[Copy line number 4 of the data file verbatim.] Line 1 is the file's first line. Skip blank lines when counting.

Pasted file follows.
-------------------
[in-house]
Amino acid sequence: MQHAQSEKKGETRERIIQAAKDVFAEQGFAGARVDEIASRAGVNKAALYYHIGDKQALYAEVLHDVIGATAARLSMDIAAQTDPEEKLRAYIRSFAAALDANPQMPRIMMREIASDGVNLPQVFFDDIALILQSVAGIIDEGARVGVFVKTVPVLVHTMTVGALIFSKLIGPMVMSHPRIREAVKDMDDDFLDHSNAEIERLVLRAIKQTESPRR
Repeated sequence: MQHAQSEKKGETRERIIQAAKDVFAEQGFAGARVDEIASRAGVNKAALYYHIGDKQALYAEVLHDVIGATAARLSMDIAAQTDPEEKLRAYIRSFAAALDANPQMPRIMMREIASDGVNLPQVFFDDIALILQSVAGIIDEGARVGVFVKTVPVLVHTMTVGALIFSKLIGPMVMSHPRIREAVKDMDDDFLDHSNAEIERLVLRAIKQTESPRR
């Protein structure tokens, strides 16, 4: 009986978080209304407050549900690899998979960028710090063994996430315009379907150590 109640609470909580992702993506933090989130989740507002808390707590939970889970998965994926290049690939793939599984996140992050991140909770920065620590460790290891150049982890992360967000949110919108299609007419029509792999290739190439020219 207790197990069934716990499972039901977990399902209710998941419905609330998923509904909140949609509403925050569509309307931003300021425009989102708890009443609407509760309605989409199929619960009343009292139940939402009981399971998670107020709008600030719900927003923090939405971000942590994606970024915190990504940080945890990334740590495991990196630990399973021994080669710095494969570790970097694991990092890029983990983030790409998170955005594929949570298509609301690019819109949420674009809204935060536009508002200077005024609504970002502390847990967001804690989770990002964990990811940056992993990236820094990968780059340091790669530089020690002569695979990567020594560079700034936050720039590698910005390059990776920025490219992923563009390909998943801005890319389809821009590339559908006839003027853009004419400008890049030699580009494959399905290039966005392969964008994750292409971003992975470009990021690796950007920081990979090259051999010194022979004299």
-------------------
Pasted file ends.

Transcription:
């Protein structure tokens, strides 16, 4: 009986978080209304407050549900690899998979960028710090063994996430315009379907150590 109640609470909580992702993506933090989130989740507002808390707590939970889970998965994926290049690939793939599984996140992050991140909770920065620590460790290891150049982890992360967000949110919108299609007419029509792999290739190439020219 207790197990069934716990499972039901977990399902209710998941419905609330998923509904909140949609509403925050569509309307931003300021425009989102708890009443609407509760309605989409199929619960009343009292139940939402009981399971998670107020709008600030719900927003923090939405971000942590994606970024915190990504940080945890990334740590495991990196630990399973021994080669710095494969570790970097694991990092890029983990983030790409998170955005594929949570298509609301690019819109949420674009809204935060536009508002200077005024609504970002502390847990967001804690989770990002964990990811940056992993990236820094990968780059340091790669530089020690002569695979990567020594560079700034936050720039590698910005390059990776920025490219992923563009390909998943801005890319389809821009590339559908006839003027853009004419400008890049030699580009494959399905290039966005392969964008994750292409971003992975470009990021690796950007920081990979090259051999010194022979004299």